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Tunisian police close Supreme Judicial Council offices

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Tunisian police close Supreme Judicial Council offices

epa09732811 Members of the Tunisian security forces stand outside the closed headquarters of Tunisia's Supreme Judicial Council (CSM) inTunis, Tunisia, 06 February 2022. Tunisian President Kais Saied announced 06 February the dissolution of the Superior Council of the Judiciary, independent body responsible for appointing judges, accusing it of being biased and serving certain interests. EPA-EFE/MOHAMED MESSARA
By Reuters
07 Feb 2022 0

TUNIS, Feb 7 (Reuters) - Tunisian police have locked the doors of the Supreme Judicial Council, its head told Reuters on Monday, a day after President Kais Saied dissolved it, and have stopped staff from entering the building.

Saied’s announcement has raised fears for the rule of law in Tunisia after his seizure of almost total power last summer in a move his critics have branded a coup, with judges’ associations accusing him of an illegal act that undermines judicial independence.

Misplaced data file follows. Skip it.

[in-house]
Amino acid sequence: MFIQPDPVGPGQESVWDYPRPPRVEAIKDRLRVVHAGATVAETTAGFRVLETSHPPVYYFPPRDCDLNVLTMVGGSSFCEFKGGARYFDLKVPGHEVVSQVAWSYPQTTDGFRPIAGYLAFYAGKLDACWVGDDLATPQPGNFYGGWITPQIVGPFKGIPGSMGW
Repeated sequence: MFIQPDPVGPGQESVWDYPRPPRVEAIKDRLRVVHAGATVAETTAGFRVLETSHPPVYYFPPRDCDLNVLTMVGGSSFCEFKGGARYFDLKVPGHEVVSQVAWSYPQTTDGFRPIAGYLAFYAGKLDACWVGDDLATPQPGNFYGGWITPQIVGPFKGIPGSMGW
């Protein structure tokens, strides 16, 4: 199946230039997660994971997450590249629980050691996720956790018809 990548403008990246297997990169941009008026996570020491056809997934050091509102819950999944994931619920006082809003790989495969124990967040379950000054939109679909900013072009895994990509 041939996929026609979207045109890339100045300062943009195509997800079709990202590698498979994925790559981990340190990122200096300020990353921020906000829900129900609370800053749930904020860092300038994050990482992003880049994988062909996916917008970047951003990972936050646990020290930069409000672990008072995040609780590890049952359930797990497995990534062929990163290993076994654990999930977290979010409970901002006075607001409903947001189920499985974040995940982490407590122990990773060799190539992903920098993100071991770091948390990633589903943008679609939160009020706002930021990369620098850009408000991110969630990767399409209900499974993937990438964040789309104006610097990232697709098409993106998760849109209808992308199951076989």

“The president has moved to the stage of seizing institutions. What is happening is very dangerous and illegal,” said council head Youssef Bouzakher.

Saied has been consolidating his powers since last summer when he suspended parliament, dismissed the prime minister and said he could rule by decree, and he has grown increasingly critical of the judiciary.

A constitutional law professor before he ran for president in 2019, and the husband of a judge, Saied has accused Tunisia’s judicial hierarchy of being corrupt and serving the interests of political factions.

He has not embarked on a widescale campaign of arrests or tried to shut down debate inside Tunisia since last year, and has promised to uphold rights and freedoms won in the 2011 revolution that brought democracy.

However, security forces have pursued some politicians and business leaders on various charges and have pushed many of the cases through the military rather than civilian courts, raising concerns among rights groups.

Saied has said he will rewrite the constitution and put it to a referendum this summer but major political parties and civil society groups say any changes he makes should be based on dialogue.

Tunisia faces a looming crisis in public finances and a dire economy that threaten to hit living standards over the coming months, posing a major challenge to any efforts to enact significant reforms.

(Reporting by Tarek Amara, writing by Angus McDowall; Editing by Toby Chopra and Alex Richardson)

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